The Effect of the COVID-19 Pandemic on Loneliness, Life Meaning, and Resilience among Indigenous and Non-Indigenous Post-Secondary Students: Improving Academic Success, Inclusion, and Stress Recovery




Welch, Brooke Erin

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Background Research: The COVID-19 pandemic has likely impacted the resilience of Indigenous and non-Indigenous post-secondary students in Canada. Resilience may be negatively impacted by psychological experiences such as emotional loneliness, social loneliness, and a lack of life meaning. These three psychological experiences are exacerbated by lock down measures, quarantining, and cancelled events such as weddings and funerals. Young adults in post-secondary education must already manage challenging developmental milestones, often with unstable social and familial networks. Furthermore, Indigenous students must manage potentially discriminatory post-secondary environments, as well as school curriculums that challenge Indigenous values. Understanding this, school environments require decolonizing improvements that meet the psychological needs of their students in a changing social, economic, and political climate. Improvements to loneliness and life meaning may subsequently improve resilience, in addition to academic success, inclusion, and stress recovery. Objectives: This thesis aims to provide solution-focused data using Indigenous research methodologies. This thesis specifically explores the statistical relations between emotional loneliness, social loneliness, life meaning, and resilience. Barriers to social support options (i.e., counselling, group therapy, clubs, family, friends, etc.) and university-endorsed activities (i.e., jobs, volunteering, leadership roles, etc.) are also explored for their respective impact on experiences of loneliness and life meaning. Students’ response rates and Indigenous written responses are then analysed (1) to better understand students’ lived experiences, and (2) to uncover decolonizing approaches to improving both on campus social support options and university-endorsed activities. Hypotheses: (H1) Students will report higher scores on measures of emotional loneliness than social loneliness. (H2) Lower scores on measures of emotional loneliness, as well as higher scores on measures of life meaning, will predict higher scores on measures of resilience. (H3) Lower scores on measures of perceived barriers when accessing social support options will predict lower scores on measures of loneliness. (H4) Lower scores on measures of perceived barriers when accessing university-endorsed activities will predict higher scores on measures of life meaning. Method: This thesis incorporates a decolonizing methodology outlined by Hayward et al. (2021). This study utilizes 676 participant responses (3.30% of which identified as Indigenous) from students attending the University of Victoria in a full- or part-time program (Ages: 16-56 years, M = 20.13, SD = 3.84). Data collection occurred between September to December 2021, allowing for responses over the course of one semester. During this period, students were in the process of returning to campus, with daily national COVID-19 cases around roughly 3,000-4000 individuals (Worldometer, n.d.). Online recruitment methods were completed through the Department of Psychology SONA Research Participation System, and through a listserv utilized by the IACE at the University of Victoria. Demographic Questions included employment, financial stability, living situation, social circumstances, school status, workload, and the impact of the COVID-19 pandemic on wellbeing. Standardized Questionnaires included the de Jong Gierveld Loneliness Scale, the Life Engagement Test, and the Brief Resiliency Questionnaire. Additional Questionnaires were created to assess student experiences when accessing both social support options (i.e., the source for support, the method and frequency of contact, and barriers when accessing) and university-endorsed activities (i.e., valued activities, valued aspects of activities, and barriers when accessing). Analysis: At the broadest level, t-tests and hierarchical regression analyses are used to demonstrate a theoretical relation between various predictors and predicted variables. To provide more detail, student response rates for various questionnaires are used to contextualize student experiences when seeking social support options and meaningful activities. For an in-depth account of student experiences, four separate thematic analyses are conducted on Indigenous written responses. Results: All four hypotheses were supported. Scores of emotional loneliness were higher than scores of social loneliness (H1). Scores of resilience were significantly predicted by scores of emotional loneliness and life meaning (H2). These findings justified an exploratory analysis, which demonstrated that only scores of life meaning, and not resilience, emotional loneliness, or social loneliness, predicted scores of school satisfaction. More frequent experiences of barriers to social support options or university-endorsed activities respectively predicted higher scores of loneliness (H3) and lower scores of life meaning (H4). These results are complemented and expanded upon by notable response rates and themes identified from Indigenous student written responses. Discussion: These results suggest the importance of resolving emotional loneliness and a lack of life meaning among post-secondary students, which may be feasible with the use of social support services and university endorsed activities. This may subsequently improve experiences of resilience and school satisfaction. Social Support Options: The Indigenous and general sample both preferred informal, offline, and known sources of support; they also preferred face-to-face, texting, video calling, and phone calling as methods of communication. Common barriers to social support options included issues of cost, the perceived severity of their needs, availability, and a perceived lack of closeness with supports. Across all domains, Indigenous participants were more likely to experience barriers when seeking support. Indigenous written responses specifically identified a need for (1) more considerate services, (2) more culturally and racially specialized services, (3) increased time and availability for each student, and (4) lowered costs. University-Endorsed Activities: The Indigenous and general sample were both more likely to value paid jobs, volunteering, research assistant positions, and off-campus employment, when compared to teaching assistant positions, on-campus employment, or other unpaid positions. They were also most likely to value meeting people with similar interests and gaining knowledge. Students were most likely to face barriers related to a lack of relevant or remote university-endorsed activities. Indigenous written responses suggest an increased need for meaningful, accessible, culturally relevant, and financially rewarding activities. Twenty-one recommendations are offered to decolonize and improve post-secondary settings.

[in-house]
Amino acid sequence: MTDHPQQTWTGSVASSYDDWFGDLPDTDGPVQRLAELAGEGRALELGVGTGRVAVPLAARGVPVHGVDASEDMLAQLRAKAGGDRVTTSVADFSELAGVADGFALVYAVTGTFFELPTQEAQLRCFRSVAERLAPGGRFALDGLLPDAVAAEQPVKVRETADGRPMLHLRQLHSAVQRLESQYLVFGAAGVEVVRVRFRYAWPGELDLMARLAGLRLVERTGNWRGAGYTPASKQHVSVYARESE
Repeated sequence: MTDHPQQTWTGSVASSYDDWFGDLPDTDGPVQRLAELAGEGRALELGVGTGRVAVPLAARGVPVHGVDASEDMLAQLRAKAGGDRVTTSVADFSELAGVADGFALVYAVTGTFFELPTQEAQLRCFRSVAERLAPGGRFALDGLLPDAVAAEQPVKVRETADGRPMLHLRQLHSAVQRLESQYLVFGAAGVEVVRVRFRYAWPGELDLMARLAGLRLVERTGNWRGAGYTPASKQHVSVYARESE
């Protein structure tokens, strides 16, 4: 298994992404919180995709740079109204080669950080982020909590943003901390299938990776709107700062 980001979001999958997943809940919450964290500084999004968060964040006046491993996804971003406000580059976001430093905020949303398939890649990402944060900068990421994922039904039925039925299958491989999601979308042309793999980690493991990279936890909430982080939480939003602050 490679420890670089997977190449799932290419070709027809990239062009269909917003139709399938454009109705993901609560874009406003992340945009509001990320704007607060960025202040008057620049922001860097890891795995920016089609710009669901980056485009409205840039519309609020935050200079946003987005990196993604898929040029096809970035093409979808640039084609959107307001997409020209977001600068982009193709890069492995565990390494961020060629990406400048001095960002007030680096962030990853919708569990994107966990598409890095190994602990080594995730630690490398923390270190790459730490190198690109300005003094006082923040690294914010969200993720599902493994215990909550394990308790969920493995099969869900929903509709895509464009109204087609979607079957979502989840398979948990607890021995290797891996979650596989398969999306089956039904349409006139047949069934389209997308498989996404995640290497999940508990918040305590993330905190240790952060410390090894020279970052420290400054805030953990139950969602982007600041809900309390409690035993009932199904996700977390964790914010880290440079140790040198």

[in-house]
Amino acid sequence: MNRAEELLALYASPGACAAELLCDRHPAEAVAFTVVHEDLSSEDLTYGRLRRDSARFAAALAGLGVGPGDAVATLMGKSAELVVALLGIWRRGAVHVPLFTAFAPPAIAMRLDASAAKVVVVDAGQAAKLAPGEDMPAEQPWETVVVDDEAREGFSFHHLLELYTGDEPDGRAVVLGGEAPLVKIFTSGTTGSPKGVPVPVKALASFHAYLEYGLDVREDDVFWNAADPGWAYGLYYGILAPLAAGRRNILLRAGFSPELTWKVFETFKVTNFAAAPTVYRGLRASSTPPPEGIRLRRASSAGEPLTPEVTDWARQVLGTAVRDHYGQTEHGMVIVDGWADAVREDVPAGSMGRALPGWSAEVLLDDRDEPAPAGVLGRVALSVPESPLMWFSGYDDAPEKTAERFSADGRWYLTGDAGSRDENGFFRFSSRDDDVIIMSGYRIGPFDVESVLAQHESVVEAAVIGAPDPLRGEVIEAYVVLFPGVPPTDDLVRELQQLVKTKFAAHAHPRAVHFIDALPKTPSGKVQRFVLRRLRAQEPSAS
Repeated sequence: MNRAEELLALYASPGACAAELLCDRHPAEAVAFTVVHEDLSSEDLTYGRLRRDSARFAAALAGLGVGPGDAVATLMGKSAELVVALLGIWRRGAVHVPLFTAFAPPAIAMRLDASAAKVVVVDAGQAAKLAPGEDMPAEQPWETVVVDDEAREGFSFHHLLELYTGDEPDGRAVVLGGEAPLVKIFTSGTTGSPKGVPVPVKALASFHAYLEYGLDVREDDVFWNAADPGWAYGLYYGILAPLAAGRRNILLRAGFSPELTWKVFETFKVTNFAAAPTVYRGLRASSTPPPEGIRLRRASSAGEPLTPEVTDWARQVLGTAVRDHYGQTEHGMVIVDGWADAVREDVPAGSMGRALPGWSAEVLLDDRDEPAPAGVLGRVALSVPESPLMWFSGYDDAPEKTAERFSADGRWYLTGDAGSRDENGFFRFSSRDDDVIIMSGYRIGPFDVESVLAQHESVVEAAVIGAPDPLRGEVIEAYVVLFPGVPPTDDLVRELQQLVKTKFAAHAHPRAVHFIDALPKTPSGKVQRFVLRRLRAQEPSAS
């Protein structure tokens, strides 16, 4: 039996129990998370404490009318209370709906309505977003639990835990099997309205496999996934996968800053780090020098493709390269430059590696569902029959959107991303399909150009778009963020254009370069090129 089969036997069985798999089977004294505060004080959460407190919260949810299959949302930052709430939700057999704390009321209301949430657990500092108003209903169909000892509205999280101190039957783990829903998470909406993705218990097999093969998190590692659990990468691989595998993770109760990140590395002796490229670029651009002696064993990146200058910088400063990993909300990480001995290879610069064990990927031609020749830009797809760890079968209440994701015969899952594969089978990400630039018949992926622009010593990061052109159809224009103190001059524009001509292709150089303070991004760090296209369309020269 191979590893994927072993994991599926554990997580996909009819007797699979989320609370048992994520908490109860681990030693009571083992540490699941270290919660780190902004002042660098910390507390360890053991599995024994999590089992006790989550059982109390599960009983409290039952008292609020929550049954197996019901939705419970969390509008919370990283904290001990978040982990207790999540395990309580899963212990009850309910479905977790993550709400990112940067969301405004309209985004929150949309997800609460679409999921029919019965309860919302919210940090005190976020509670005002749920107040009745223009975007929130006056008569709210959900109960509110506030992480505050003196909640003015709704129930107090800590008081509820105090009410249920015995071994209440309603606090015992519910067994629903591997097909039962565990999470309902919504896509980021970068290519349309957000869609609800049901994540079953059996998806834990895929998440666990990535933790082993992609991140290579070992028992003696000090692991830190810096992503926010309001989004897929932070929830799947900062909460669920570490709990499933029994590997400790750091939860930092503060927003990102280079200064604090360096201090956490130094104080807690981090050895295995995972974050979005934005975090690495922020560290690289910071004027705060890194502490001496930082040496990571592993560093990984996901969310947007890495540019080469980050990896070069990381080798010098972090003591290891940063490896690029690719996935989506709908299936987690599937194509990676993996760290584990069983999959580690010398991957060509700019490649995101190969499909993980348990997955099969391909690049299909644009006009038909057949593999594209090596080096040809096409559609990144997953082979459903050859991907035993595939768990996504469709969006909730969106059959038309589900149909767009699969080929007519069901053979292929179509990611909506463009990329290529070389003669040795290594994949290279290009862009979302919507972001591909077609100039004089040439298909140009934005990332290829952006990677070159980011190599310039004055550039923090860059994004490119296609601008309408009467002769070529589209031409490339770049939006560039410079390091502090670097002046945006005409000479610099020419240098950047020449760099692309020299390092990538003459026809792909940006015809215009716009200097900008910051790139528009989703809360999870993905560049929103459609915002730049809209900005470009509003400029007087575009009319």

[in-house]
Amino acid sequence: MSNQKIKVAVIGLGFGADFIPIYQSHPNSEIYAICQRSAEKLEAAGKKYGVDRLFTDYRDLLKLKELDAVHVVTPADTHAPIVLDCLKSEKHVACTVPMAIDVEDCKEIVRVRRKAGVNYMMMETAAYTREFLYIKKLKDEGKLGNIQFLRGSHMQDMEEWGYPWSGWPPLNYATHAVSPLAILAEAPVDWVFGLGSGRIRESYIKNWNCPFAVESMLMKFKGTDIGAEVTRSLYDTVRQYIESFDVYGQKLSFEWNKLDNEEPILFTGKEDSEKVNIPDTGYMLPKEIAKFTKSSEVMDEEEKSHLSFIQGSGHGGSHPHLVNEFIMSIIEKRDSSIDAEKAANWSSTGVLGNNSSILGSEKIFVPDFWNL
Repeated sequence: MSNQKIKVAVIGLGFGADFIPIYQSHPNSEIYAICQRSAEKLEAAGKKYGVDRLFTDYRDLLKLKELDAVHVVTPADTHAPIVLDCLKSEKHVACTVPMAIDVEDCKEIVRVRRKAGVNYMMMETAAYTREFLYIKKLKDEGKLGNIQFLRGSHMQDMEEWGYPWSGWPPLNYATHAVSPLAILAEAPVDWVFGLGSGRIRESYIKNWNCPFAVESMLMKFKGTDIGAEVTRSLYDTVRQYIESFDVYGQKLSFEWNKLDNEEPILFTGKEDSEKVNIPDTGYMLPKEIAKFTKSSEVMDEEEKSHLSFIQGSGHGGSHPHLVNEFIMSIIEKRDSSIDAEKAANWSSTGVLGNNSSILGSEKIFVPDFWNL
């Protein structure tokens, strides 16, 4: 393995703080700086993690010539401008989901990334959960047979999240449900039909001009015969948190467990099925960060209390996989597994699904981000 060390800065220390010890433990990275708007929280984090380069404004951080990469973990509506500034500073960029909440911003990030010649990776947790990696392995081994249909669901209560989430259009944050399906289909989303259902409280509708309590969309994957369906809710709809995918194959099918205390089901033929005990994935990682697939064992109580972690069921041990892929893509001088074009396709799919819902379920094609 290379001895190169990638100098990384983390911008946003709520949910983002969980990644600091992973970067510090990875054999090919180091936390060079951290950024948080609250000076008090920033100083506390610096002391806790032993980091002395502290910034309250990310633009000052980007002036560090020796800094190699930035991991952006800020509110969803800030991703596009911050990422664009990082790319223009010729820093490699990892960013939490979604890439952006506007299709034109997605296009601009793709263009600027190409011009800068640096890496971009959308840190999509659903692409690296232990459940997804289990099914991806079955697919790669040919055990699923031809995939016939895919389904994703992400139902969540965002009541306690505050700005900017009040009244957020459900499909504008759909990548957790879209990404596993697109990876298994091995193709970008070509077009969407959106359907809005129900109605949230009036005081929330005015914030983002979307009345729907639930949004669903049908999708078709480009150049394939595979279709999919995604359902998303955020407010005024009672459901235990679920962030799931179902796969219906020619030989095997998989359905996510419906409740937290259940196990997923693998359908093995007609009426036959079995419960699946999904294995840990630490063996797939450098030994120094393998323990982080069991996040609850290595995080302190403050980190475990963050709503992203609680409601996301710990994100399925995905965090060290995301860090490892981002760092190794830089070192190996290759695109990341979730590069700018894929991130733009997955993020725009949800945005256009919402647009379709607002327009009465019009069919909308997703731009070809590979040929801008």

Psychology, COVID-19, Post-Secondary Students, Loneliness, Life Meaning, Resilience, Indigneous Research, Academic Improvements, Stress Recovery, School Satisfaction, Indigneous Psychology, Cultural Psychology, Young Adults, Mental Health Services, Career Services